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The Terrible Taylor Lautner Mystery Thriller Finding New Life On Netflix

With the exceptions of Roger Corman, Uwe Boll and, let's be honest, probably Nicolas Cage about 60% of the time, no one starts making a movie knowing full well that it'll stink by the time it's done. A motion picture can only exist with the help of thousands of man hours and the dogged determination of a team of dedicated artists, pouring their lives into a job for months at a time. Disappointment hurts. Like the poet said, "it sucks to suck."

And few films in 2011 learned this lesson more profoundly than "Abduction," the mystery thriller that, when viewed through a contemporary lens, really reminds you that Taylor Lautner used to be in things.

The basics go something like this: A young man named Nathan, played by Lautner, gets a high school research assignment that we're all probably familiar with: looking into missing children cases. Lo and behold, an age progression algorithm shows that Nathan looks eerily similar to the estimated countenance of one such disappeared youth. After a brief investigation, Nathan confronts his parents, and they confirm that he is not, in fact, their biological son.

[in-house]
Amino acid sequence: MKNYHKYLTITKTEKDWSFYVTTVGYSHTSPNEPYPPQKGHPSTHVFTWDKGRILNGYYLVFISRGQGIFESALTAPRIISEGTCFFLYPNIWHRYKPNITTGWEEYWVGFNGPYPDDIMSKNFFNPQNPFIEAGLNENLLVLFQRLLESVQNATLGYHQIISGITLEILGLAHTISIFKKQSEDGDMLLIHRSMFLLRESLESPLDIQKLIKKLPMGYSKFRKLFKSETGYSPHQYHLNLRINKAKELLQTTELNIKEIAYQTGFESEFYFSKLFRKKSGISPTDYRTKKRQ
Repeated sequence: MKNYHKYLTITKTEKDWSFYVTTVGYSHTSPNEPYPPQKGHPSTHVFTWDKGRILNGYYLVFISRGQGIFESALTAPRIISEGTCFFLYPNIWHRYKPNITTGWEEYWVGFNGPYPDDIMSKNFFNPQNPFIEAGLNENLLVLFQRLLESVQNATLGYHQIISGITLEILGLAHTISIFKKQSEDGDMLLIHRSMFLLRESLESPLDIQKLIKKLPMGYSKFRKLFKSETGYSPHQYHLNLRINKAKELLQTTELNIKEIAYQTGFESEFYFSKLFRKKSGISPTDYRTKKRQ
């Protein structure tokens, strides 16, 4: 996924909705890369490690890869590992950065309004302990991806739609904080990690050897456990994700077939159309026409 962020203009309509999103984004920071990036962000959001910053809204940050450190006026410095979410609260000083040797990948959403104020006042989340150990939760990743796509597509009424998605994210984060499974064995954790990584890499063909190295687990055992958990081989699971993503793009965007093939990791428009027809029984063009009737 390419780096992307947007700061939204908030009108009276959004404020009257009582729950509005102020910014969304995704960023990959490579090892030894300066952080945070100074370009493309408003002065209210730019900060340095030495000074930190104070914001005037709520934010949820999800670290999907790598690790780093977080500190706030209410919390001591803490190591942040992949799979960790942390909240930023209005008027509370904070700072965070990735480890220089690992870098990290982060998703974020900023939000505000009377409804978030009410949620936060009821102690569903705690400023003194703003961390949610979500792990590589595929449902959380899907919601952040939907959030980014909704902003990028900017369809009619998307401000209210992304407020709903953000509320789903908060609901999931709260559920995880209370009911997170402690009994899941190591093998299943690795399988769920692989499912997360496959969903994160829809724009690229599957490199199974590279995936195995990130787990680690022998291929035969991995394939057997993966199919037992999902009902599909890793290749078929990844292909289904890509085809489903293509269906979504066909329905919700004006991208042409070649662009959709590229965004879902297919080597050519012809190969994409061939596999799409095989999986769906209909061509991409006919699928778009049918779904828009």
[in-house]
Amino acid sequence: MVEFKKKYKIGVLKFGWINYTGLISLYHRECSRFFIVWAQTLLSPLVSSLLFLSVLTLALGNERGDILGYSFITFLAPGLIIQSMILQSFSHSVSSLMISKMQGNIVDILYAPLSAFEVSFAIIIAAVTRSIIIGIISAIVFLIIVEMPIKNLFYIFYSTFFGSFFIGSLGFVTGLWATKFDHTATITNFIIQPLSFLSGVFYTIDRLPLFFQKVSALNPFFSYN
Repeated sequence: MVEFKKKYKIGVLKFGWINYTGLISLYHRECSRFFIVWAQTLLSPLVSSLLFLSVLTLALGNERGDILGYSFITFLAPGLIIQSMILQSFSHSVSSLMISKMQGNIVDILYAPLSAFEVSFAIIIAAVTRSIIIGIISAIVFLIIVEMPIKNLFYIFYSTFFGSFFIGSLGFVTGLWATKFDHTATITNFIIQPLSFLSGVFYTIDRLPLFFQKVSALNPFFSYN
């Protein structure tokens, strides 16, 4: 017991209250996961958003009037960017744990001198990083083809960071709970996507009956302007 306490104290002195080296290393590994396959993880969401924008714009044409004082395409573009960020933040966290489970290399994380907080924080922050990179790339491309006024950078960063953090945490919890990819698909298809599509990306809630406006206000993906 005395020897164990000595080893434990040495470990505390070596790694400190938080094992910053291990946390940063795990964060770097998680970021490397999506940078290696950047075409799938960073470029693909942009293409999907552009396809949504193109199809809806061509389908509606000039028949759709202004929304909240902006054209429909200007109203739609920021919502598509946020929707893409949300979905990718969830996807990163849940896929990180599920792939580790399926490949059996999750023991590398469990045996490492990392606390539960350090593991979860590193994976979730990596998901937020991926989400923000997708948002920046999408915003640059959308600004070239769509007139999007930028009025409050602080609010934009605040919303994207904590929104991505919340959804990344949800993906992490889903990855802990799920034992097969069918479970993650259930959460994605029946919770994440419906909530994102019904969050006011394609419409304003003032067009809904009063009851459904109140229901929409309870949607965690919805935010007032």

That's roughly when the shooting starts.

Abduction failed to steal critics' hearts

From this point in the plot forward, "Abduction" has all the component pieces that would normally make a film great. There's action. There's drama. There's intrigue, and romance, and the CIA, and something about a stolen file, and gosh darn it all, there's Dermot Mulroney. But for some reason, the movie just never comes together.

Don't take our word for it. Check out Rotten Tomatoes, where "Abduction" retains a hard-to-look-at 5% critical approval rating a full decade after its debut. It became the kind of movie where reviewers seemed to purposely try and one-up each other in terms of catty cruelty. The Guardian, taking time to first single out Lautner as "he of the fab abs and dazzling gnashers," went on to question why Sigourney Weaver would make time for the flick when "After Avatar, surely she doesn't need the cash." The Telegraph warned that "When Taylor Lautner is the least of a movie's problems, be afraid." The AV Club, using their SAT words so as not to lose them, stated that even by "extraordinarily lenient standards, the inessential, perfunctory 'Abduction' falls short."

But hey, don't let the haters tell you what to do; to hear most snobs tell it, pumpkin-flavored coffee is a dumb idea, too. You can make up your own mind by checking out "Abduction" on Netflix right now.